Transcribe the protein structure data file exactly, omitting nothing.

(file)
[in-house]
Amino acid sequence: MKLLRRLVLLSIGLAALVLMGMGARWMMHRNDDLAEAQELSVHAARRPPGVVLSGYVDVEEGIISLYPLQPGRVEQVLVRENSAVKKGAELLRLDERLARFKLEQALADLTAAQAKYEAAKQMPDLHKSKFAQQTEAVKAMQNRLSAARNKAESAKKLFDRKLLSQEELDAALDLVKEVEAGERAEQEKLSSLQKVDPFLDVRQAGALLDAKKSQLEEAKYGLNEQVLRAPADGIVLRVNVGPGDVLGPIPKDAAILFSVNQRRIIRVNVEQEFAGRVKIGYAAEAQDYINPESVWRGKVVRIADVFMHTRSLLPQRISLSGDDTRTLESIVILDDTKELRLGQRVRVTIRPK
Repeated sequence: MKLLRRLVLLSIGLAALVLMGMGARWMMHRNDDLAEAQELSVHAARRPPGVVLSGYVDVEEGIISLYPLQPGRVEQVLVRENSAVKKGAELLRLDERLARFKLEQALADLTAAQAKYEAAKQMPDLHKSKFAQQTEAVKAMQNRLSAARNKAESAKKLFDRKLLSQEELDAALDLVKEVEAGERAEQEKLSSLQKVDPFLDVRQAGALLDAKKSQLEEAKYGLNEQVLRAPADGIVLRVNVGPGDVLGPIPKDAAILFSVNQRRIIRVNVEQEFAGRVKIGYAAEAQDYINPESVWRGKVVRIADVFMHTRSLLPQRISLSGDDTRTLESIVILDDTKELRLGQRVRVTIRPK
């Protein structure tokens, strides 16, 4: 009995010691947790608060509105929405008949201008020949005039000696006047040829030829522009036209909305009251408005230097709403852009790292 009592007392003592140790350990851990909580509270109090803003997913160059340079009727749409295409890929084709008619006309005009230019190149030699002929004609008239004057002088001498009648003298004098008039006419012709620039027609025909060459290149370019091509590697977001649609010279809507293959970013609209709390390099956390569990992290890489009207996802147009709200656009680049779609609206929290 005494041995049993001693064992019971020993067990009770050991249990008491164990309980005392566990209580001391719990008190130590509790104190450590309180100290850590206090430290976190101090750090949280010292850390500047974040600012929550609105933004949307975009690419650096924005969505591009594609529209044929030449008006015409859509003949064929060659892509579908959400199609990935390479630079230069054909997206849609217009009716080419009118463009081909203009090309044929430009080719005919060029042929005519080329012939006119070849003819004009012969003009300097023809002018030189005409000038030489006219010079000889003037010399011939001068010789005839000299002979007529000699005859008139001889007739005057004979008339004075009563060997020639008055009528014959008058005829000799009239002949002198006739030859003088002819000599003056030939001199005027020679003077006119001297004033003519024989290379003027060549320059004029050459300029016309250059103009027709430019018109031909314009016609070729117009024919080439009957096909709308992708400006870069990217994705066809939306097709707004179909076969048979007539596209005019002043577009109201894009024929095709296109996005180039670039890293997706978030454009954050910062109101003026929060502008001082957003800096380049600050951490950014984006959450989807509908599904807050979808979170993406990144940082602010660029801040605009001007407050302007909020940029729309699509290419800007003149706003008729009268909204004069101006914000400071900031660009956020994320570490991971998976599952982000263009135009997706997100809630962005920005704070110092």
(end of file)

[in-house]
Amino acid sequence: MKLLRRLVLLSIGLAALVLMGMGARWMMHRNDDLAEAQELSVHAARRPPGVVLSGYVDVEEGIISLYPLQPGRVEQVLVRENSAVKKGAELLRLDERLARFKLEQALADLTAAQAKYEAAKQMPDLHKSKFAQQTEAVKAMQNRLSAARNKAESAKKLFDRKLLSQEELDAALDLVKEVEAGERAEQEKLSSLQKVDPFLDVRQAGALLDAKKSQLEEAKYGLNEQVLRAPADGIVLRVNVGPGDVLGPIPKDAAILFSVNQRRIIRVNVEQEFAGRVKIGYAAEAQDYINPESVWRGKVVRIADVFMHTRSLLPQRISLSGDDTRTLESIVILDDTKELRLGQRVRVTIRPK
Repeated sequence: MKLLRRLVLLSIGLAALVLMGMGARWMMHRNDDLAEAQELSVHAARRPPGVVLSGYVDVEEGIISLYPLQPGRVEQVLVRENSAVKKGAELLRLDERLARFKLEQALADLTAAQAKYEAAKQMPDLHKSKFAQQTEAVKAMQNRLSAARNKAESAKKLFDRKLLSQEELDAALDLVKEVEAGERAEQEKLSSLQKVDPFLDVRQAGALLDAKKSQLEEAKYGLNEQVLRAPADGIVLRVNVGPGDVLGPIPKDAAILFSVNQRRIIRVNVEQEFAGRVKIGYAAEAQDYINPESVWRGKVVRIADVFMHTRSLLPQRISLSGDDTRTLESIVILDDTKELRLGQRVRVTIRPK
């Protein structure tokens, strides 16, 4: 009995010691947790608060509105929405008949201008020949005039000696006047040829030829522009036209909305009251408005230097709403852009790292 009592007392003592140790350990851990909580509270109090803003997913160059340079009727749409295409890929084709008619006309005009230019190149030699002929004609008239004057002088001498009648003298004098008039006419012709620039027609025909060459290149370019091509590697977001649609010279809507293959970013609209709390390099956390569990992290890489009207996802147009709200656009680049779609609206929290 005494041995049993001693064992019971020993067990009770050991249990008491164990309980005392566990209580001391719990008190130590509790104190450590309180100290850590206090430290976190101090750090949280010292850390500047974040600012929550609105933004949307975009690419650096924005969505591009594609529209044929030449008006015409859509003949064929060659892509579908959400199609990935390479630079230069054909997206849609217009009716080419009118463009081909203009090309044929430009080719005919060029042929005519080329012939006119070849003819004009012969003009300097023809002018030189005409000038030489006219010079000889003037010399011939001068010789005839000299002979007529000699005859008139001889007739005057004979008339004075009563060997020639008055009528014959008058005829000799009239002949002198006739030859003088002819000599003056030939001199005027020679003077006119001297004033003519024989290379003027060549320059004029050459300029016309250059103009027709430019018109031909314009016609070729117009024919080439009957096909709308992708400006870069990217994705066809939306097709707004179909076969048979007539596209005019002043577009109201894009024929095709296109996005180039670039890293997706978030454009954050910062109101003026929060502008001082957003800096380049600050951490950014984006959450989807509908599904807050979808979170993406990144940082602010660029801040605009001007407050302007909020940029729309699509290419800007003149706003008729009268909204004069101006914000400071900031660009956020994320570490991971998976599952982000263009135009997706997100809630962005920005704070110092």